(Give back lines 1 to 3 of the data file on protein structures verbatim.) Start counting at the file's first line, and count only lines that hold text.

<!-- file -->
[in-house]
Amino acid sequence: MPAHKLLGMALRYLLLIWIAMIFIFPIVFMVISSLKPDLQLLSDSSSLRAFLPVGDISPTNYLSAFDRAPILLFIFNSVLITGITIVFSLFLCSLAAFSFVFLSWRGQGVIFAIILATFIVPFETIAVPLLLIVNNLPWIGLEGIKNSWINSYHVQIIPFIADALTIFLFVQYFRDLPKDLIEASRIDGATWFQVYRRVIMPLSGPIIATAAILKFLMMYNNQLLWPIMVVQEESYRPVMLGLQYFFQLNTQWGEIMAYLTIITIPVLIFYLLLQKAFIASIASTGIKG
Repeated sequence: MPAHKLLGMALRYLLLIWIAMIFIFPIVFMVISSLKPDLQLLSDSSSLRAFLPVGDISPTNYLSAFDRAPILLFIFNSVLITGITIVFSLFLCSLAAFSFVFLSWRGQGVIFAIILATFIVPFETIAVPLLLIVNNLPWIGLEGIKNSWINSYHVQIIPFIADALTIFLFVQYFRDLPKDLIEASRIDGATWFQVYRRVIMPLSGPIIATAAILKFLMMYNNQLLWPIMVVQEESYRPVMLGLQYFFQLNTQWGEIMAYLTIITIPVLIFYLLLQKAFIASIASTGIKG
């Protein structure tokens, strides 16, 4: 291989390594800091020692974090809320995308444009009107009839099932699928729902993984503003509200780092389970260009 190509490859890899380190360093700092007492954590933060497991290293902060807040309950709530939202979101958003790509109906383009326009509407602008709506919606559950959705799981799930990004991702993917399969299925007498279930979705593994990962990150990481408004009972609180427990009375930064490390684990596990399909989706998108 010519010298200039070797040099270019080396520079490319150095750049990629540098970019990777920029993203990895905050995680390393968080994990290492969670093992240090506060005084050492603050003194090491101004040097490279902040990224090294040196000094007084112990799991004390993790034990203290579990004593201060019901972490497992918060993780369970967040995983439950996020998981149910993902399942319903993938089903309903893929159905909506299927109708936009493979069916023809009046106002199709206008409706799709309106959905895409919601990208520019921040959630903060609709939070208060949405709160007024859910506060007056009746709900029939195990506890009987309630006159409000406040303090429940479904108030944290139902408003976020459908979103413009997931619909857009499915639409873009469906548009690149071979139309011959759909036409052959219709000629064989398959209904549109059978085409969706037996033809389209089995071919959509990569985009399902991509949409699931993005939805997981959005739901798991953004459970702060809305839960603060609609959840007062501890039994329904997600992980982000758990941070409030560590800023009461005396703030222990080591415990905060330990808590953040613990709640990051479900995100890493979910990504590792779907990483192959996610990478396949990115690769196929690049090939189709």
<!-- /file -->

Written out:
[in-house]
Amino acid sequence: MPAHKLLGMALRYLLLIWIAMIFIFPIVFMVISSLKPDLQLLSDSSSLRAFLPVGDISPTNYLSAFDRAPILLFIFNSVLITGITIVFSLFLCSLAAFSFVFLSWRGQGVIFAIILATFIVPFETIAVPLLLIVNNLPWIGLEGIKNSWINSYHVQIIPFIADALTIFLFVQYFRDLPKDLIEASRIDGATWFQVYRRVIMPLSGPIIATAAILKFLMMYNNQLLWPIMVVQEESYRPVMLGLQYFFQLNTQWGEIMAYLTIITIPVLIFYLLLQKAFIASIASTGIKG
Repeated sequence: MPAHKLLGMALRYLLLIWIAMIFIFPIVFMVISSLKPDLQLLSDSSSLRAFLPVGDISPTNYLSAFDRAPILLFIFNSVLITGITIVFSLFLCSLAAFSFVFLSWRGQGVIFAIILATFIVPFETIAVPLLLIVNNLPWIGLEGIKNSWINSYHVQIIPFIADALTIFLFVQYFRDLPKDLIEASRIDGATWFQVYRRVIMPLSGPIIATAAILKFLMMYNNQLLWPIMVVQEESYRPVMLGLQYFFQLNTQWGEIMAYLTIITIPVLIFYLLLQKAFIASIASTGIKG